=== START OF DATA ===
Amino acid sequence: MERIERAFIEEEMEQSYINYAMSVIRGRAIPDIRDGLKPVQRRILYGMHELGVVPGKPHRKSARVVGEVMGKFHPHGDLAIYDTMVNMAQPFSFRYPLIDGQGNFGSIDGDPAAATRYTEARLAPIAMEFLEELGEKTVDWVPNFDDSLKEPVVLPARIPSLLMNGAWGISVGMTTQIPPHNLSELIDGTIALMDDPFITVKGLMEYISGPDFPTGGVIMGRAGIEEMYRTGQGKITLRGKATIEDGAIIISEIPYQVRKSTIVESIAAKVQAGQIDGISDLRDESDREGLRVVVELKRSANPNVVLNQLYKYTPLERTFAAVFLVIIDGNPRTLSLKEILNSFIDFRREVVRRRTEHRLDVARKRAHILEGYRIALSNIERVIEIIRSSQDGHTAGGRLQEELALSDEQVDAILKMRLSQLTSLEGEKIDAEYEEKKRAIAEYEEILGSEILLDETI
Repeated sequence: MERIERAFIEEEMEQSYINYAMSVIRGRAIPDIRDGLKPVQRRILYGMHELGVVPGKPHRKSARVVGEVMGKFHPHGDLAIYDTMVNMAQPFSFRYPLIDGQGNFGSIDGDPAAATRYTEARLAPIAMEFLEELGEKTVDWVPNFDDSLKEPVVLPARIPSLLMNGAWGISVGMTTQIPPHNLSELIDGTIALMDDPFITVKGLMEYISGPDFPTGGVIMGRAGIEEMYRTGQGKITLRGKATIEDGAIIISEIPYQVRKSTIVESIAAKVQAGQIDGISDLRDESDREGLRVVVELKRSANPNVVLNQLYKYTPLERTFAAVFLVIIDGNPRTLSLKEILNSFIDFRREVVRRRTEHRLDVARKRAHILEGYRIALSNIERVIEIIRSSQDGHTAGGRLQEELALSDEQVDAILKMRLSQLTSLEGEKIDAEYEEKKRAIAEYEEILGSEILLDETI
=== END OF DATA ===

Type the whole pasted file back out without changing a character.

Amino acid sequence: MERIERAFIEEEMEQSYINYAMSVIRGRAIPDIRDGLKPVQRRILYGMHELGVVPGKPHRKSARVVGEVMGKFHPHGDLAIYDTMVNMAQPFSFRYPLIDGQGNFGSIDGDPAAATRYTEARLAPIAMEFLEELGEKTVDWVPNFDDSLKEPVVLPARIPSLLMNGAWGISVGMTTQIPPHNLSELIDGTIALMDDPFITVKGLMEYISGPDFPTGGVIMGRAGIEEMYRTGQGKITLRGKATIEDGAIIISEIPYQVRKSTIVESIAAKVQAGQIDGISDLRDESDREGLRVVVELKRSANPNVVLNQLYKYTPLERTFAAVFLVIIDGNPRTLSLKEILNSFIDFRREVVRRRTEHRLDVARKRAHILEGYRIALSNIERVIEIIRSSQDGHTAGGRLQEELALSDEQVDAILKMRLSQLTSLEGEKIDAEYEEKKRAIAEYEEILGSEILLDETI
Repeated sequence: MERIERAFIEEEMEQSYINYAMSVIRGRAIPDIRDGLKPVQRRILYGMHELGVVPGKPHRKSARVVGEVMGKFHPHGDLAIYDTMVNMAQPFSFRYPLIDGQGNFGSIDGDPAAATRYTEARLAPIAMEFLEELGEKTVDWVPNFDDSLKEPVVLPARIPSLLMNGAWGISVGMTTQIPPHNLSELIDGTIALMDDPFITVKGLMEYISGPDFPTGGVIMGRAGIEEMYRTGQGKITLRGKATIEDGAIIISEIPYQVRKSTIVESIAAKVQAGQIDGISDLRDESDREGLRVVVELKRSANPNVVLNQLYKYTPLERTFAAVFLVIIDGNPRTLSLKEILNSFIDFRREVVRRRTEHRLDVARKRAHILEGYRIALSNIERVIEIIRSSQDGHTAGGRLQEELALSDEQVDAILKMRLSQLTSLEGEKIDAEYEEKKRAIAEYEEILGSEILLDETI